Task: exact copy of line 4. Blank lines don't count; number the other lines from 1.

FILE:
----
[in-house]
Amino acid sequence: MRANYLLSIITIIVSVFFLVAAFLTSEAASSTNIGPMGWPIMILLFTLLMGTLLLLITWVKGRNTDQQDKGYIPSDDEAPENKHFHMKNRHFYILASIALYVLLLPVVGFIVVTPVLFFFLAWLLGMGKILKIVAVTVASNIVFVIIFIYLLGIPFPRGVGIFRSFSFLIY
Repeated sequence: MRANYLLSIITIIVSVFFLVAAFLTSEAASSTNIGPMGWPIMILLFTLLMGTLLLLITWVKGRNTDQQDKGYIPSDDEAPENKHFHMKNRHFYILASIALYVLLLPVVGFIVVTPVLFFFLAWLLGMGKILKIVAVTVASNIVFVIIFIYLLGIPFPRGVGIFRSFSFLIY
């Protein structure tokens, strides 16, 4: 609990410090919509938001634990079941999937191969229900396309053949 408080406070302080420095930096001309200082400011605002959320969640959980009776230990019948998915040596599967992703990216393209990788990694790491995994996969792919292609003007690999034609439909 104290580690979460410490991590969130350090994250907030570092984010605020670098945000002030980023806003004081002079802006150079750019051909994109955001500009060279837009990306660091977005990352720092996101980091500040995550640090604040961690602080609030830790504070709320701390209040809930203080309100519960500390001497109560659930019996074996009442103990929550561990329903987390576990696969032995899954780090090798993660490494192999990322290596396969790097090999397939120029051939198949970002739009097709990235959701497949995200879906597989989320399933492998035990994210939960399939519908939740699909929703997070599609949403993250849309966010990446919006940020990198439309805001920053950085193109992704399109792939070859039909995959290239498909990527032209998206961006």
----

């Protein structure tokens, strides 16, 4: 609990410090919509938001634990079941999937191969229900396309053949 408080406070302080420095930096001309200082400011605002959320969640959980009776230990019948998915040596599967992703990216393209990788990694790491995994996969792919292609003007690999034609439909 104290580690979460410490991590969130350090994250907030570092984010605020670098945000002030980023806003004081002079802006150079750019051909994109955001500009060279837009990306660091977005990352720092996101980091500040995550640090604040961690602080609030830790504070709320701390209040809930203080309100519960500390001497109560659930019996074996009442103990929550561990329903987390576990696969032995899954780090090798993660490494192999990322290596396969790097090999397939120029051939198949970002739009097709990235959701497949995200879906597989989320399933492998035990994210939960399939519908939740699909929703997070599609949403993250849309966010990446919006940020990198439309805001920053950085193109992704399109792939070859039909995959290239498909990527032209998206961006």